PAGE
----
The U.S. Supreme Court struck down a New York gun law placing restrictions on carrying a concealed handgun in public Thursday. How does the ruling affect California's strict gun laws?
The U.S. Supreme Court's handed gun rights advocates in New York and across the country a major victory. Six out of nine justices stuck down New York's conceal carry law.
The decision came out of a lawsuit filed by the New York Rifle and Pistol Association and two gun owners.
The ruling carries ramifications for California's conceal carry laws as well.
READ MORE: SCOTUS strikes down New York gun law, expected to allow more people to carry concealed firearms
"The data is clear, more guns in more places means people die as a result of gun violence," said California's Attorney General Rob Bonta.
Bonta said his office will make lawmakers look to expand gun legislation within the bounds of the Supreme Court decision. That includes limiting where guns can be in public spaces and clarify qualifications for a conceal carry permit.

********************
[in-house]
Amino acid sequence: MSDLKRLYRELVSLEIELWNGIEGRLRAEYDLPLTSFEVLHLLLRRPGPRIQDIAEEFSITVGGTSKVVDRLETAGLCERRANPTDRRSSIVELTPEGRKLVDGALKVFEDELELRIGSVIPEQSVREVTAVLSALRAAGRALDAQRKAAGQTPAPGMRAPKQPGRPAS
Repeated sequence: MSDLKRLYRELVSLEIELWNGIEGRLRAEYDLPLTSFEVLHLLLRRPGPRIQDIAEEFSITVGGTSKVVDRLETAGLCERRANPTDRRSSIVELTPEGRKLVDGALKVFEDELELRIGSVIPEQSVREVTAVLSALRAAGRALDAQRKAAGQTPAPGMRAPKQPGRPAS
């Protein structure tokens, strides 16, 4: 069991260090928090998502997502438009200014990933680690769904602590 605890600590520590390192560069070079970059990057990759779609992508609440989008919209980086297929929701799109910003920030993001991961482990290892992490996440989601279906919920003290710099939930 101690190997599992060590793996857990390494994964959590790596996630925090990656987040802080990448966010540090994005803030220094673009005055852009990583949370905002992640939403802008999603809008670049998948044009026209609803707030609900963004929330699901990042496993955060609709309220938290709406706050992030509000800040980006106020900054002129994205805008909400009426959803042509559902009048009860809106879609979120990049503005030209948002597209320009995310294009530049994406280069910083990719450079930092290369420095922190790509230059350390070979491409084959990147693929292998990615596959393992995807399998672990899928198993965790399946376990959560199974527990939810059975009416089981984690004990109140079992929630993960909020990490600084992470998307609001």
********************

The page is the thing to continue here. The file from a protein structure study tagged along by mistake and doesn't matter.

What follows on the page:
"Strong gun-safety laws saves lives," Bonta said. "California's gun-safety laws work, they save lives."
The court's decision comes amid a surged in gun violence.
The decision by the conservative majority came under fire from President Joe Biden.
"In the wake of the horrific attacks in Buffalo and Uvalde, as well as the daily acts of gun violence that do not make national headlines, we must do more as a society - not less - to protect our fellow Americans," Biden said.
Meanwhile, the National Rifle Association celebrated the decision with a warning to the Senate set to take up a bipartisan gun control bill stating: "The decision comes at an important time - as the Senate considers legislation that undermines Second Amendment freedom. This decision unequivocally validates the position of the NRA and should put lawmakers on notice."
The court's decision does not mean states can not require conceal carry permits.
California lawmakers said they will update the state's law to reflect changes and hope to have the legislation on the governor's desk by next Tuesday.